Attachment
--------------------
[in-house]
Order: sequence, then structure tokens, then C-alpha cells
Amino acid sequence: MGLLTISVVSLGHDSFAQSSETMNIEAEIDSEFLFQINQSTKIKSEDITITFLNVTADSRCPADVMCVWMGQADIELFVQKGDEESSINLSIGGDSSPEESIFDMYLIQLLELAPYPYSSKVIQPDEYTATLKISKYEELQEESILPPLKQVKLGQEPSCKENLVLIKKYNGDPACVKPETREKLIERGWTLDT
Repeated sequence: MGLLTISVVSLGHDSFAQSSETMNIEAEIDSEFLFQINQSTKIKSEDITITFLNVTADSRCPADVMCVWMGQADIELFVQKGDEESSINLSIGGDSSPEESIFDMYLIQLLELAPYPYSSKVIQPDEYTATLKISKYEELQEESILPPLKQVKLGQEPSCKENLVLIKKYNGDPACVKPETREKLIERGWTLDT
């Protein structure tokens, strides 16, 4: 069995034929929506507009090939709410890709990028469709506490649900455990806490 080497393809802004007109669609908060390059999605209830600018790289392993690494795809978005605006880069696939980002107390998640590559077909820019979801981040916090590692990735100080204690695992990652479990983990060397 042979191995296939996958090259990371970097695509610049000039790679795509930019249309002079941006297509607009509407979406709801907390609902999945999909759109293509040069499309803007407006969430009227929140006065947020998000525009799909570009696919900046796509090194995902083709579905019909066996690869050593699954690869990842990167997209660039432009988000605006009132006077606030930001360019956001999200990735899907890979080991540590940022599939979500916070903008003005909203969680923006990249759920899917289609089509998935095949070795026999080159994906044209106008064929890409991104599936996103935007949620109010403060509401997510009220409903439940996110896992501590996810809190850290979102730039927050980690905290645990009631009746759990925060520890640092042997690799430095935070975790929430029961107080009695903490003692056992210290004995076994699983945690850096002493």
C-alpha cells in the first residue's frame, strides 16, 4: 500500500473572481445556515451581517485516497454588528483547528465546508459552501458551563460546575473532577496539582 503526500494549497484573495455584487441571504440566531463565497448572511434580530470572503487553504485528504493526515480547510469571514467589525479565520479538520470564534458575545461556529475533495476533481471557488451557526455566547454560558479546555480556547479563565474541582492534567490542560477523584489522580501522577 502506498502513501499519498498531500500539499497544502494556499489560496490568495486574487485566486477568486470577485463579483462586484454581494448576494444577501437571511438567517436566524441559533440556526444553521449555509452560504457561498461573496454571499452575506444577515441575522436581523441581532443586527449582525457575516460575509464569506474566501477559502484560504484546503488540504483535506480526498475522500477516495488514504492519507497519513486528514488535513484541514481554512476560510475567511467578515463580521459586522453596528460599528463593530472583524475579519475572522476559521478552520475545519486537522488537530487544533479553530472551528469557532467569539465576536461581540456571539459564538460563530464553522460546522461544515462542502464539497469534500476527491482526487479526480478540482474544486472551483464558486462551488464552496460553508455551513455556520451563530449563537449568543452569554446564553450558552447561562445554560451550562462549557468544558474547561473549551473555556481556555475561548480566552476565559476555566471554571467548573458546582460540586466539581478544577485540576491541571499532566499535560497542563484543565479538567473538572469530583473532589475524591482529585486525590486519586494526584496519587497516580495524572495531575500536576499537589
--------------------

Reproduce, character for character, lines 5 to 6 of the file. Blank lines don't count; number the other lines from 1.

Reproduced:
């Protein structure tokens, strides 16, 4: 069995034929929506507009090939709410890709990028469709506490649900455990806490 080497393809802004007109669609908060390059999605209830600018790289392993690494795809978005605006880069696939980002107390998640590559077909820019979801981040916090590692990735100080204690695992990652479990983990060397 042979191995296939996958090259990371970097695509610049000039790679795509930019249309002079941006297509607009509407979406709801907390609902999945999909759109293509040069499309803007407006969430009227929140006065947020998000525009799909570009696919900046796509090194995902083709579905019909066996690869050593699954690869990842990167997209660039432009988000605006009132006077606030930001360019956001999200990735899907890979080991540590940022599939979500916070903008003005909203969680923006990249759920899917289609089509998935095949070795026999080159994906044209106008064929890409991104599936996103935007949620109010403060509401997510009220409903439940996110896992501590996810809190850290979102730039927050980690905290645990009631009746759990925060520890640092042997690799430095935070975790929430029961107080009695903490003692056992210290004995076994699983945690850096002493």
C-alpha cells in the first residue's frame, strides 16, 4: 500500500473572481445556515451581517485516497454588528483547528465546508459552501458551563460546575473532577496539582 503526500494549497484573495455584487441571504440566531463565497448572511434580530470572503487553504485528504493526515480547510469571514467589525479565520479538520470564534458575545461556529475533495476533481471557488451557526455566547454560558479546555480556547479563565474541582492534567490542560477523584489522580501522577 502506498502513501499519498498531500500539499497544502494556499489560496490568495486574487485566486477568486470577485463579483462586484454581494448576494444577501437571511438567517436566524441559533440556526444553521449555509452560504457561498461573496454571499452575506444577515441575522436581523441581532443586527449582525457575516460575509464569506474566501477559502484560504484546503488540504483535506480526498475522500477516495488514504492519507497519513486528514488535513484541514481554512476560510475567511467578515463580521459586522453596528460599528463593530472583524475579519475572522476559521478552520475545519486537522488537530487544533479553530472551528469557532467569539465576536461581540456571539459564538460563530464553522460546522461544515462542502464539497469534500476527491482526487479526480478540482474544486472551483464558486462551488464552496460553508455551513455556520451563530449563537449568543452569554446564553450558552447561562445554560451550562462549557468544558474547561473549551473555556481556555475561548480566552476565559476555566471554571467548573458546582460540586466539581478544577485540576491541571499532566499535560497542563484543565479538567473538572469530583473532589475524591482529585486525590486519586494526584496519587497516580495524572495531575500536576499537589